May 21, 2009
DISPUTATIONS: Stuck Between Branches
I respect the work Randy Moss did at the Clinton Office of Legal Council and my piece did not compare Moss to John Yoo. Instead, I compared him to Robert Jackson, the revered FDR legal advisor whose opinion justifying the destroyers-for-bases deal stretched the limits of existing law. There is nothing untoward about this comparison.
In arguing that the Bush Administration lawyers who authored the “torture memos” should not be subject to prosecution or disbarment (“Truth or Dare”), Jeffrey Rosen posits that “history is full of examples of White House and Justice Department lawyers offering dubious legal advice for political reasons.” Rosen attempts to buttress this claim by citing two memos--one authored by then-Attorney General Robert Jackson and the other by Randy Moss, who headed the Office of Legal Counsel during the final years of the Clinton Administration.
Obama V. Cheney
In their dueling national security speeches today, Barack Obama was all shades of grey, and Dick Cheney was a familiar black-and-white portrait. In a way reminiscent of his March 2008 speech about race in America, Obama was in fine professorial form, laying out the case for closing Guantanamo, and his recent hard decisions about declassification, in a thoughtful, elegant and nuanced way. He was inspiring about the founding American principles that guided him, but realistic about the maddening realities that may force him to compromise those principles.
According to The Washington Post, the House Energy and Commerce Committee will hold a final vote on the Waxman-Markey climate bill this evening. All signs intimate that Waxman has enough votes to roll the bill out of committee.
Obama: Keeping Us "safe"
My quick take on Obama's speech today is that it was characteristically thoughtful and elegant--if anything, perhaps even too nuanced for the soundbite culture to do it justice. But I suspect if there is one core point he wanted to drive home, it was his determination to make safety and security his clear top priority. How can I be sure? Because by my count Obama repeated some variation of the word "safe" ("safety," "safer," "safeguard") sixteen times.
I was mostly impressed with Obama's speech. He really does have a unique ability to reframe (maybe even reset) any debate in which he chooses to engage in a major, sustained way. I was particularly struck by his repeated linking of his policies to those of the late Bush administration. As Ben Smith notes, this is a good way of taking on his chief critic, Dick Cheney, who's trying to relitigate a number of the battles he lost in the second half of the Bush years.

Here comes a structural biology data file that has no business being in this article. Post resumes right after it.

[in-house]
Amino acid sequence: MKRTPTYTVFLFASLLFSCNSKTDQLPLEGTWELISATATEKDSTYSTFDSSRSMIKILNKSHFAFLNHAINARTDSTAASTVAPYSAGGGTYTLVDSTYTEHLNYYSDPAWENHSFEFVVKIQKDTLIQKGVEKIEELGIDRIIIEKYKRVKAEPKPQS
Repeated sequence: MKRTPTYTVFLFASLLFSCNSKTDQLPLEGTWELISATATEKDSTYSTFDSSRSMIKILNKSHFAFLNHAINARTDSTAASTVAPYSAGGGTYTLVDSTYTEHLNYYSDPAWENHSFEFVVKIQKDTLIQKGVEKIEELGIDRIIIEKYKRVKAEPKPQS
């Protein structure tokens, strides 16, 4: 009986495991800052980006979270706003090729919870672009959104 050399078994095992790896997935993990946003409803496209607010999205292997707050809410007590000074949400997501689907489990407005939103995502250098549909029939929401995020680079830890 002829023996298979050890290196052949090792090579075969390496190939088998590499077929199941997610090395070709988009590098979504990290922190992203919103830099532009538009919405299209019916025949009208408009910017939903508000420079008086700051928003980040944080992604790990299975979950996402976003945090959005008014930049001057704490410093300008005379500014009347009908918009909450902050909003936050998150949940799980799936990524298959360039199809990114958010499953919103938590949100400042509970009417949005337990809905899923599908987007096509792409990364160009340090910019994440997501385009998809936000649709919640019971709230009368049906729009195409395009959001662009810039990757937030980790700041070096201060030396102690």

May 20, 2009
This piece is from our archives: It was published on May 20, 2009. In March, 2008, Martha Nussbaum, a law professor at the University of Chicago, traveled with Judge Diane Wood to a conference in India. The topic was affirmative action in higher education, and before the conference began, they went to Kolkata to meet women leaders who were gathered to talk about how women should claim their legal rights. "Diane borrowed half of my Indian wardrobe and came in like an Indian woman," Nussbaum recalls.
WHEN ARLEN SPECTER went to the White House the day after he announced he was leaving the Republican Party, the occasion had the feel of a wedding ceremony. President Obama pledged Specter his “full commitment,” and Vice President Biden, who rhapsodized about the many hours he'd spent riding Amtrak with the Pennsylvania senator, went even further. “Arlen Specter has been my friend and my confidant and my partner,” Biden said. “It’s just a delight to have no separation.” In a way, the matrimonial overtones were understandable. Specter’s joining the Democratic Party is a political marriage.
Pimp My Rep
OMG! Have you seen Episode 7 of CNN.com’s “Freshman Year”? Unbelievable. First, Congressman Jason Chaffetz (you know, the Utah Republican living out of his office) totally slams Nancy Pelosi at his birthday party, laughing about how he shares a birthday with “all the ugly people”: the speaker, Aerosmith’s Steven Tyler, comedian Martin Short, and that creepy old guy who played Spock in the original “Star Trek.” Meanwhile, crunchy Colorado Dem Jared Polis gets to meet Bono (!), and they bond over how much they hate wearing ties. (Funny.
School’s Out Forever
IT WOULD SEEM like a pretty good gig: About 1,400 teachers in New York City are receiving full salaries and benefits even though they don't have permanent jobs. Two hundred and five of them have been without full-time work for three years. And they can continue receiving payments indefinitely even if they never secure new positions. These educators are members of what is called the Absent Teacher Reserve (ATR), a program in which unionized teachers are placed when they don't have jobs. They end up there after being displaced by school closings, program cuts, or voluntary transfers.